Low footfall and limited items on Day 1

A server without gloves and the mask not covering his nose attending to a customer in a restaurant at Sampath Nagar in Erode on Monday.

A server without gloves and the mask not covering his nose attending to a customer in a restaurant at Sampath Nagar in Erode on Monday.   | Photo Credit: M_GOVARTHAN

Will wait and watch if situation improves, say hoteliers

Less than 50% of the hotels in Erode opened on Monday, served a limited number of items and saw low footfall.

Erode has over 350 small, medium, large and chain of hotels and restaurants in the corporation limits.

They were not allowed to switch on air-conditioners, were asked to carry out disinfection five times a day and shut their operations by 9 p.m.

In a meeting with Erode Corporation Commissioner M. Elangovan, the Erode City Hotel Owners Association appealed for extending the time till 10 p.m., stating that more customers came only in the evening.

While most of the large chain of hotels and restaurants remain closed, small and medium hotels functioned on Monday. Only idli and pongal with sambar were served in most of the hotels for breakfast. While a few hotels served full meals, the others served only variety rice.

“We cannot expect good business on day one as people still fear venturing out”, said M. Ashokan, who runs a hotel on Perundurai Road.

The norm that servers should wear gloves and masks was not followed in many hotels, thus posing a risk to customers.

Hotels near the railway station and bus stand did not open. Many hoteliers in the city said they would operate only if the situation improved.

“Our customers are mostly families and it will take more time for them to visit us”, said a restaurateur at Moolapalayam. “Still people believe that it is not the right time for eat out with families”, said another hotelier in the city.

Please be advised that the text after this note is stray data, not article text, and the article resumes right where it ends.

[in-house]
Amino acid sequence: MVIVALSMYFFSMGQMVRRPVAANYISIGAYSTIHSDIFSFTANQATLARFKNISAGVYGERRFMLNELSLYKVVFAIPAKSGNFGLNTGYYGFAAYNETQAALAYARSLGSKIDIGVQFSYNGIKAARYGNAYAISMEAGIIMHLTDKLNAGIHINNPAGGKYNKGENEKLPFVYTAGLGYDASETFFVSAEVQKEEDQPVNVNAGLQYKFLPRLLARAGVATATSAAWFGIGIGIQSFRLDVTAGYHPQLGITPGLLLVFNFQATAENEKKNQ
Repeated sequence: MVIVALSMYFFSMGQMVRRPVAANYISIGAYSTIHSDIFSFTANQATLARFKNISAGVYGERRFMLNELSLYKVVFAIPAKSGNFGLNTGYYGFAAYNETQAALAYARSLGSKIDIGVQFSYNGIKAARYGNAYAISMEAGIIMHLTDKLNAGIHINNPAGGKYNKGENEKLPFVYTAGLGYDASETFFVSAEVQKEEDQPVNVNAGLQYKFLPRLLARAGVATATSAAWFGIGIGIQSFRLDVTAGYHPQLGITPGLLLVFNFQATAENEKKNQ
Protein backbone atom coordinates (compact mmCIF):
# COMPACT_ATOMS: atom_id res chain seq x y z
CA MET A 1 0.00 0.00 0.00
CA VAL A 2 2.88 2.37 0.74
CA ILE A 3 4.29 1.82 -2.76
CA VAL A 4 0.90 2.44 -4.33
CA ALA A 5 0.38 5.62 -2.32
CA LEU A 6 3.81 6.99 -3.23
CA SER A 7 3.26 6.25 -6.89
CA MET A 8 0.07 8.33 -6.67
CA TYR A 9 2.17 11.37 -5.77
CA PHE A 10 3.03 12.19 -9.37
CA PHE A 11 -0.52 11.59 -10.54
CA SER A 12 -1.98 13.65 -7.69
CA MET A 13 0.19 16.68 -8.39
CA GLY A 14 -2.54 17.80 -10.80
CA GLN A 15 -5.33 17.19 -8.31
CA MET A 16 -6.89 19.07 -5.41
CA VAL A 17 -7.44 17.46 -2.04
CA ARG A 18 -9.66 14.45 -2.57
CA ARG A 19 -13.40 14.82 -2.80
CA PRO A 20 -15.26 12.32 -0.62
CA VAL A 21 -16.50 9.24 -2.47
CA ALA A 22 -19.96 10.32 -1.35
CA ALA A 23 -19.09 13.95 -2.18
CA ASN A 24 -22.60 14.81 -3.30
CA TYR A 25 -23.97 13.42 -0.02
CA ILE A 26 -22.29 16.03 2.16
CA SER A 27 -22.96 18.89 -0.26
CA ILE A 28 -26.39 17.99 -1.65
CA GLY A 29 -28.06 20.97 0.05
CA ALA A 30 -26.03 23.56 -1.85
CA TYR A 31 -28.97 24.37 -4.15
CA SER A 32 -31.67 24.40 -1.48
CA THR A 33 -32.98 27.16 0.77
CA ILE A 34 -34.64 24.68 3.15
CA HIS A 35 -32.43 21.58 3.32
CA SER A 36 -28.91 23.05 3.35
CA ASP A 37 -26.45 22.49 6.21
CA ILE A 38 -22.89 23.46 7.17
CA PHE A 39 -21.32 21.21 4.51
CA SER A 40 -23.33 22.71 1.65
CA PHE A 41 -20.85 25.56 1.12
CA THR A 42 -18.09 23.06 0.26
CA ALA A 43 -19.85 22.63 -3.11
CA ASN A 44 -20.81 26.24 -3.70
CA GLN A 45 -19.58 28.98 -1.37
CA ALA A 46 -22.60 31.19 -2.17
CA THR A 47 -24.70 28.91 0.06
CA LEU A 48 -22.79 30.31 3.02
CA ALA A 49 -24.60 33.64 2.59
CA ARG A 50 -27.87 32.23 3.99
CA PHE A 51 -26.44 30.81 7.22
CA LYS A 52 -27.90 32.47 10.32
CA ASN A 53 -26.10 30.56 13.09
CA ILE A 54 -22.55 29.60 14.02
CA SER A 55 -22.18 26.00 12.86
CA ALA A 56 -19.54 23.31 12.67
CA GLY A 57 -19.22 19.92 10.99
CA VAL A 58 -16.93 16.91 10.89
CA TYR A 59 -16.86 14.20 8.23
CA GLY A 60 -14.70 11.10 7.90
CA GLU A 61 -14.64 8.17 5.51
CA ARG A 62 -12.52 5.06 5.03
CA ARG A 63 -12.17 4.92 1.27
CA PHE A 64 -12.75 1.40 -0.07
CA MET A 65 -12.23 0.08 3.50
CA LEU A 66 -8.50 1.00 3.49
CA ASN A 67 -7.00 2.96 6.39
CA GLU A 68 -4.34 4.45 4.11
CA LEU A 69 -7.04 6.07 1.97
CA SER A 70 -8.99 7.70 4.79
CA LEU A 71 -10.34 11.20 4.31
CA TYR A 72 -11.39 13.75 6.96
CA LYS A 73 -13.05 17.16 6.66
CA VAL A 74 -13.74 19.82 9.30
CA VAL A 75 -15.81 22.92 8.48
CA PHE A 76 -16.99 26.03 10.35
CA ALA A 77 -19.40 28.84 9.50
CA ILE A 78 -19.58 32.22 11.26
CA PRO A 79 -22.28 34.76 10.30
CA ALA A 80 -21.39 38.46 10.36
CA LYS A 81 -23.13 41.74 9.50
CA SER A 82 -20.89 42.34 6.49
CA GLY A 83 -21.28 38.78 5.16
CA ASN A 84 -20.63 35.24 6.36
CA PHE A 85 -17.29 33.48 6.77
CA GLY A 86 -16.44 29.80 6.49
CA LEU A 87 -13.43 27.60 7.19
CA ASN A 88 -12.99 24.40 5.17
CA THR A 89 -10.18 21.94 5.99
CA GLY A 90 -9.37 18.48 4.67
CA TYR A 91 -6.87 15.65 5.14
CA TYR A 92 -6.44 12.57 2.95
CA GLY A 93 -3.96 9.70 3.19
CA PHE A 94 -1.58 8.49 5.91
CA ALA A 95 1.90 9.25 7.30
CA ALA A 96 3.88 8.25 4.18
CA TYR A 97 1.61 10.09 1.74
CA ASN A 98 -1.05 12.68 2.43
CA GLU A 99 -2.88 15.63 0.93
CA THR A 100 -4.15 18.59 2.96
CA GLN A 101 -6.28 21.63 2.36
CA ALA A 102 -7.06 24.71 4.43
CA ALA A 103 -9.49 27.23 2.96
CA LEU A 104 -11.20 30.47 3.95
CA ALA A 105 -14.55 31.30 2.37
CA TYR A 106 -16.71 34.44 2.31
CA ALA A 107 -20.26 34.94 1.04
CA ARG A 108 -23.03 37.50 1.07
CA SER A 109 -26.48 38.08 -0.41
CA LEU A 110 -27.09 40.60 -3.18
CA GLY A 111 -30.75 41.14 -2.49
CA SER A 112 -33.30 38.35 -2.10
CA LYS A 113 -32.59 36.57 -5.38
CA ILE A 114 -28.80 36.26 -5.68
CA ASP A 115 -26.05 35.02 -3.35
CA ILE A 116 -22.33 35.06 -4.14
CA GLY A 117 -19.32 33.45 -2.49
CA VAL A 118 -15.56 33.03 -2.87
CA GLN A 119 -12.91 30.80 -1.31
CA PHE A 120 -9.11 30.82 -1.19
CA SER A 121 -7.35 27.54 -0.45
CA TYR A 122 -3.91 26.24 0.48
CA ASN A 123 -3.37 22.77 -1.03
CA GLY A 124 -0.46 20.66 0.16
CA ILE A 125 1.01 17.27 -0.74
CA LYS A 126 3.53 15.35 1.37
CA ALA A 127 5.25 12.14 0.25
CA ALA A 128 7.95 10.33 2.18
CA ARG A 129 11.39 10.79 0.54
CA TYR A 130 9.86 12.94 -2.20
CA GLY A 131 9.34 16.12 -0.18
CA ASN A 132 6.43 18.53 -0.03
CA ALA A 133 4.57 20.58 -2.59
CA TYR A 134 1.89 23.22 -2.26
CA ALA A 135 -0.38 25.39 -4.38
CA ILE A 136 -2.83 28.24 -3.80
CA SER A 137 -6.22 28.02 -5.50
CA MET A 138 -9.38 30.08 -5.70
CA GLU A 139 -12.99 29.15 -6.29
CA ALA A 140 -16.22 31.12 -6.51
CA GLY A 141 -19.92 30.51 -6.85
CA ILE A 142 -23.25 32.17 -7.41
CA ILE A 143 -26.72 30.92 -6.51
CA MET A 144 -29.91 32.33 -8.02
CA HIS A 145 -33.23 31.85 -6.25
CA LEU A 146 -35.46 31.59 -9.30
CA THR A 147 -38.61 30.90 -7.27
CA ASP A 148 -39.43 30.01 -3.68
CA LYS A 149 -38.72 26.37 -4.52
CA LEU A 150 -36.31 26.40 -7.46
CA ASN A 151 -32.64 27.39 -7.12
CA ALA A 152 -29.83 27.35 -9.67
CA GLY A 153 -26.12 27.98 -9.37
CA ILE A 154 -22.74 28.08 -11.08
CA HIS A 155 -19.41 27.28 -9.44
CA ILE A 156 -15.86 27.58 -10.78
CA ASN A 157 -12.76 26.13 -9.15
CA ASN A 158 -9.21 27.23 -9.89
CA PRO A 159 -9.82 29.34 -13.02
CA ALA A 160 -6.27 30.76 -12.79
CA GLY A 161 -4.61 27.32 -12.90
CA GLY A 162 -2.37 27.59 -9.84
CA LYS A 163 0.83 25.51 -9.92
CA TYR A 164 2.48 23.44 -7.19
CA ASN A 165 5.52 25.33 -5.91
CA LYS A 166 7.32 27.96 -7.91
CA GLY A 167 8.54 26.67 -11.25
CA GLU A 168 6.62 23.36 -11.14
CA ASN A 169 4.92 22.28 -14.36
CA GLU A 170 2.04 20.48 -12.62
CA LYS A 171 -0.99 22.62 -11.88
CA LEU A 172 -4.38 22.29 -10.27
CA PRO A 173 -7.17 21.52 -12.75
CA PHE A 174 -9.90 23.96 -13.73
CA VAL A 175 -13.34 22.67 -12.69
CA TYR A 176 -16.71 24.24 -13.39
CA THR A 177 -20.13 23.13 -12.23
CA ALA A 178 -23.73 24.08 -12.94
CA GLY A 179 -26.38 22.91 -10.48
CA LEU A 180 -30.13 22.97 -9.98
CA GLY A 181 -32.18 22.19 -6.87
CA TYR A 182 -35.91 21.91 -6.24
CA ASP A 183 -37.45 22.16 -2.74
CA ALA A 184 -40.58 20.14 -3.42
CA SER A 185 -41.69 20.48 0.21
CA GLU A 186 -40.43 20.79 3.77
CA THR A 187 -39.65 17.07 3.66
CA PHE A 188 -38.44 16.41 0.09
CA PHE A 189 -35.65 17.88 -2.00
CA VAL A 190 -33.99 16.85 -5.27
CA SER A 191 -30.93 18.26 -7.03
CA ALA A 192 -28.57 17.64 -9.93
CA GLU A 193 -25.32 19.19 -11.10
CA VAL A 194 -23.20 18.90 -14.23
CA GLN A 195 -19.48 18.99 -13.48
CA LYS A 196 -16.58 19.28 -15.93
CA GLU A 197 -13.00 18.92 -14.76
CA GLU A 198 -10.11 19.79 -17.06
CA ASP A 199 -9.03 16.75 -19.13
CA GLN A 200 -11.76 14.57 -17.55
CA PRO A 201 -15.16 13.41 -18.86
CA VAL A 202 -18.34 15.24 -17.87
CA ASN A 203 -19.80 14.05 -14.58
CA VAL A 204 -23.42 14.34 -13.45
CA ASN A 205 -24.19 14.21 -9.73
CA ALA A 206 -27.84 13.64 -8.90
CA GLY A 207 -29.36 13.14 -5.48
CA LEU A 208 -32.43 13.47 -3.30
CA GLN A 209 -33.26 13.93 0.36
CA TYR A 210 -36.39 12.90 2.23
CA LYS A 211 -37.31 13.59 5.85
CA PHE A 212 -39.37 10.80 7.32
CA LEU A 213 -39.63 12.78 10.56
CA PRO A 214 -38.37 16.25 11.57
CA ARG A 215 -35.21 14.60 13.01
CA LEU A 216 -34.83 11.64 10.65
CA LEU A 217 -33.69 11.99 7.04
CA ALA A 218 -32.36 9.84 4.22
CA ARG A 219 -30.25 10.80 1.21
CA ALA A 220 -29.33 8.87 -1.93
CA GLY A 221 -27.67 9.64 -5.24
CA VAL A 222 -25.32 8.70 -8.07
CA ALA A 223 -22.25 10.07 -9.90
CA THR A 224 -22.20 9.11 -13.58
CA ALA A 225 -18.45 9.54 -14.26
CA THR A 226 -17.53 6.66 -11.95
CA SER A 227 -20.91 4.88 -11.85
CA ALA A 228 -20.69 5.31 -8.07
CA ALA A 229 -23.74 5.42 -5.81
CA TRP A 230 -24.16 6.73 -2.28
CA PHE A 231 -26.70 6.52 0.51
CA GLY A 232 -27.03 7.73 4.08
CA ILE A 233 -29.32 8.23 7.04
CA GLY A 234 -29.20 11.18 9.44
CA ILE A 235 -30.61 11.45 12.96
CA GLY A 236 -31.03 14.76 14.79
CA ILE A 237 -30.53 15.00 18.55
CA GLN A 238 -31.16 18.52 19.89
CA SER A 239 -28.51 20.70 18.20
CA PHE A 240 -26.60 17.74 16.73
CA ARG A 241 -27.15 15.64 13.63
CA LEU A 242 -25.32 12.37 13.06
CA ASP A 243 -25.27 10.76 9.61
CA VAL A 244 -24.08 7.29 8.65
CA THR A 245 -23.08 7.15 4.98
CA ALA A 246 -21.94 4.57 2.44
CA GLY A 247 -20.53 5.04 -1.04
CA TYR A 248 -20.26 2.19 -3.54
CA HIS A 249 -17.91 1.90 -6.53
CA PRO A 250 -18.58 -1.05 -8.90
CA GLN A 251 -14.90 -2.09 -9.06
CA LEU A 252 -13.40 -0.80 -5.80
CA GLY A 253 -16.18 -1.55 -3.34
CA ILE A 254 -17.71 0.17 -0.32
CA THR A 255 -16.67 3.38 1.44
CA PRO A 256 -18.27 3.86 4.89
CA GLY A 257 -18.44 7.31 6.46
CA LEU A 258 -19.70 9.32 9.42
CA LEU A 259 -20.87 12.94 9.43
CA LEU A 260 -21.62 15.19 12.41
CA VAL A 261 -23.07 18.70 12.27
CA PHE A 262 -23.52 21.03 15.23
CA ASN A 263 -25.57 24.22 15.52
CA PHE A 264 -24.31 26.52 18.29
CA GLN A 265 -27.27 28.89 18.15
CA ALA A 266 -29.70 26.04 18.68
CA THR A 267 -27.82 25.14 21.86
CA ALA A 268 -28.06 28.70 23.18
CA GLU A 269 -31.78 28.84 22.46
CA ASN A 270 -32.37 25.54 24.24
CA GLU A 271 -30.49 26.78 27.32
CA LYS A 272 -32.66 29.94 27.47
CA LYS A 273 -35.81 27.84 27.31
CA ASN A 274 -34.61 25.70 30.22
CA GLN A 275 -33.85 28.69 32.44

Only a trickle

In Krishnagiri too there was lukewarm response from the public to the resumption of dine-in service at restaurants.

Many eateries saw only a trickle, while some vegetarian restaurants saw the numbers swell for breakfast.

Non-vegetarian restaurants that normally attract a large number of customers were seen struggling, with the menu depending on the customers’ choice.

“If there is demand for mutton biriyani on a given day, we will increase it by 2 kg the next day,” said Satish Kumar, Manager of Mangalam.

His restaurant had operated with a total workforce of eight persons -- from cooking to billing -- since the start of the lockdown, for home-deliveries.

It had shuttered three course meal options, and restricted its catering only to biriyani. Restaurants like his have restricted entry for the public.

For instance, Mangalam has closed its air-conditioned space. The open restaurant with six tables now has only three tables. Of the three, only two got filled, he said. The footfall was only 20 per cent of the pre-COVID times. “We have taken all precautions, including gloves, masks, caps for the workers,” he said.

Takeaways in Salem

In Salem, majority of the hotels restricted services to takeaways. Only a minimal number of restaurants offered dine-in service. Even bakeries avoided dine-in service.

Hoteliers said the way forward was uncertain as fear of COVID-19 spread persisted among customers. They also said the operational costs would increase owing to the use of disposable items instead of reusable ones to serve food.

The staff was also minimal, which impacted the time taken to serve the customers.

“Only 40% hotels have opened and the response from customers is lukeworm. We are facing difficulties in bringing staff from other States and districts, said secretary of Salem District Hotels Association P.L. Palaniswamy.

The government should consider exempting hotels from GST, in order to help them survive, he said.

(With inputs from S.P. Saravanan in Erode, P.V. Srividya in Krishnagiri and Vignesh Vijayakumar in Salem)

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Printable version | Jul 7, 2020 1:43:17 PM |

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